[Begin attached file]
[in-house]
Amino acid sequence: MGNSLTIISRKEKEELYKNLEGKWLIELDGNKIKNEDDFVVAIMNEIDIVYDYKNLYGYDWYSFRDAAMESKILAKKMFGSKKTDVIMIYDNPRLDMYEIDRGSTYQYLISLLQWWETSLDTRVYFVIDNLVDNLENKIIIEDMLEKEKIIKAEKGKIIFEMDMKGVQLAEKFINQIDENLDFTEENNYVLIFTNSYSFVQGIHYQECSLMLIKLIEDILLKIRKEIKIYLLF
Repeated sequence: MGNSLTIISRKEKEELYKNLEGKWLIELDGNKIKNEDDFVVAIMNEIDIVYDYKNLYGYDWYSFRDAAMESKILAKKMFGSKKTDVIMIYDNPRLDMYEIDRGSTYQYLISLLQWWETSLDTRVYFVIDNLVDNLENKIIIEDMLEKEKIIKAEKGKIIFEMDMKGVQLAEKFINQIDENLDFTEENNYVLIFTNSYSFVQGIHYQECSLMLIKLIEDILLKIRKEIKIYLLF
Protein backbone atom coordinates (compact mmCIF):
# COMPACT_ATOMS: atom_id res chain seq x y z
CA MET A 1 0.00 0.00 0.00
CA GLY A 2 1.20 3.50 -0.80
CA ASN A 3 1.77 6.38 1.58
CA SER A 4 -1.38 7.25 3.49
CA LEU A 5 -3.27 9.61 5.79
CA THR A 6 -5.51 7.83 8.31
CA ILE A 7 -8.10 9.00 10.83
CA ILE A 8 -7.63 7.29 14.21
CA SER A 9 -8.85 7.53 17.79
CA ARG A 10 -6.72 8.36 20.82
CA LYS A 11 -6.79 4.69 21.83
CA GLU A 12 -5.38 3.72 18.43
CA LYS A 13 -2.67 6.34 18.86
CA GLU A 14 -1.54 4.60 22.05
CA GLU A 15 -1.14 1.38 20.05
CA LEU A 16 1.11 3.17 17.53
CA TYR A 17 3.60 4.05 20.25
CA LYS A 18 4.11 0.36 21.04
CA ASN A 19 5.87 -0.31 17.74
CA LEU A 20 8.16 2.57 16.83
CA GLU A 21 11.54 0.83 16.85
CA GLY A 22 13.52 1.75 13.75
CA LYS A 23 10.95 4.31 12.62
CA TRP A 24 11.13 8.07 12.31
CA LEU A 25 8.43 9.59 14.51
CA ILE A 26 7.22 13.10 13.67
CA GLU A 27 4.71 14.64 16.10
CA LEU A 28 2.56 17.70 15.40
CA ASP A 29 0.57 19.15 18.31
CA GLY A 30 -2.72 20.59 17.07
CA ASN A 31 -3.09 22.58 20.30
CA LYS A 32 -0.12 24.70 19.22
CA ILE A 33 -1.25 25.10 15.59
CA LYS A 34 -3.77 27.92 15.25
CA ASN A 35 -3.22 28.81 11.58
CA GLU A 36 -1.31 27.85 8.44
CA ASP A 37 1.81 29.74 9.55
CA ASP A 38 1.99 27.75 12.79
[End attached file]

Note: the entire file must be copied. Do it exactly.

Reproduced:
[in-house]
Amino acid sequence: MGNSLTIISRKEKEELYKNLEGKWLIELDGNKIKNEDDFVVAIMNEIDIVYDYKNLYGYDWYSFRDAAMESKILAKKMFGSKKTDVIMIYDNPRLDMYEIDRGSTYQYLISLLQWWETSLDTRVYFVIDNLVDNLENKIIIEDMLEKEKIIKAEKGKIIFEMDMKGVQLAEKFINQIDENLDFTEENNYVLIFTNSYSFVQGIHYQECSLMLIKLIEDILLKIRKEIKIYLLF
Repeated sequence: MGNSLTIISRKEKEELYKNLEGKWLIELDGNKIKNEDDFVVAIMNEIDIVYDYKNLYGYDWYSFRDAAMESKILAKKMFGSKKTDVIMIYDNPRLDMYEIDRGSTYQYLISLLQWWETSLDTRVYFVIDNLVDNLENKIIIEDMLEKEKIIKAEKGKIIFEMDMKGVQLAEKFINQIDENLDFTEENNYVLIFTNSYSFVQGIHYQECSLMLIKLIEDILLKIRKEIKIYLLF
Protein backbone atom coordinates (compact mmCIF):
# COMPACT_ATOMS: atom_id res chain seq x y z
CA MET A 1 0.00 0.00 0.00
CA GLY A 2 1.20 3.50 -0.80
CA ASN A 3 1.77 6.38 1.58
CA SER A 4 -1.38 7.25 3.49
CA LEU A 5 -3.27 9.61 5.79
CA THR A 6 -5.51 7.83 8.31
CA ILE A 7 -8.10 9.00 10.83
CA ILE A 8 -7.63 7.29 14.21
CA SER A 9 -8.85 7.53 17.79
CA ARG A 10 -6.72 8.36 20.82
CA LYS A 11 -6.79 4.69 21.83
CA GLU A 12 -5.38 3.72 18.43
CA LYS A 13 -2.67 6.34 18.86
CA GLU A 14 -1.54 4.60 22.05
CA GLU A 15 -1.14 1.38 20.05
CA LEU A 16 1.11 3.17 17.53
CA TYR A 17 3.60 4.05 20.25
CA LYS A 18 4.11 0.36 21.04
CA ASN A 19 5.87 -0.31 17.74
CA LEU A 20 8.16 2.57 16.83
CA GLU A 21 11.54 0.83 16.85
CA GLY A 22 13.52 1.75 13.75
CA LYS A 23 10.95 4.31 12.62
CA TRP A 24 11.13 8.07 12.31
CA LEU A 25 8.43 9.59 14.51
CA ILE A 26 7.22 13.10 13.67
CA GLU A 27 4.71 14.64 16.10
CA LEU A 28 2.56 17.70 15.40
CA ASP A 29 0.57 19.15 18.31
CA GLY A 30 -2.72 20.59 17.07
CA ASN A 31 -3.09 22.58 20.30
CA LYS A 32 -0.12 24.70 19.22
CA ILE A 33 -1.25 25.10 15.59
CA LYS A 34 -3.77 27.92 15.25
CA ASN A 35 -3.22 28.81 11.58
CA GLU A 36 -1.31 27.85 8.44
CA ASP A 37 1.81 29.74 9.55
CA ASP A 38 1.99 27.75 12.79